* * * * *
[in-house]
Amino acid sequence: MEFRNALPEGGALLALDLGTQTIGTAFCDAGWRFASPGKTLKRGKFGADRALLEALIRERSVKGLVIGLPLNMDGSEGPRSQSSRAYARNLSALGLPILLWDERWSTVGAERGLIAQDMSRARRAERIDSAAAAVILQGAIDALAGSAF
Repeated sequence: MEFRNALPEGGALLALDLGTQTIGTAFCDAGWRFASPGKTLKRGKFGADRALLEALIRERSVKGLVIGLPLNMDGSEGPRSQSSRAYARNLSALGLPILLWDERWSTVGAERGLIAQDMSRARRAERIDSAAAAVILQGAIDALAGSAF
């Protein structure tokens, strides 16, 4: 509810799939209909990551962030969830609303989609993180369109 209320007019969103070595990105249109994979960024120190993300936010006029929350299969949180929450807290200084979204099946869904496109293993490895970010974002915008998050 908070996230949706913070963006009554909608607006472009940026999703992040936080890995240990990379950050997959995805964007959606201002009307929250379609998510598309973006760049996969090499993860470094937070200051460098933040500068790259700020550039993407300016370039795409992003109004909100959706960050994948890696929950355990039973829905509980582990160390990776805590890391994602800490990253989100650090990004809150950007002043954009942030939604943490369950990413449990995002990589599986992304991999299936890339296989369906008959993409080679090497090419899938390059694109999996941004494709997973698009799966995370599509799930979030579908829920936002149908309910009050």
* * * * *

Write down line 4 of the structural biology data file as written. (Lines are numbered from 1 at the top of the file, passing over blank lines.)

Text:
């Protein structure tokens, strides 16, 4: 509810799939209909990551962030969830609303989609993180369109 209320007019969103070595990105249109994979960024120190993300936010006029929350299969949180929450807290200084979204099946869904496109293993490895970010974002915008998050 908070996230949706913070963006009554909608607006472009940026999703992040936080890995240990990379950050997959995805964007959606201002009307929250379609998510598309973006760049996969090499993860470094937070200051460098933040500068790259700020550039993407300016370039795409992003109004909100959706960050994948890696929950355990039973829905509980582990160390990776805590890391994602800490990253989100650090990004809150950007002043954009942030939604943490369950990413449990995002990589599986992304991999299936890339296989369906008959993409080679090497090419899938390059694109999996941004494709997973698009799966995370599509799930979030579908829920936002149908309910009050």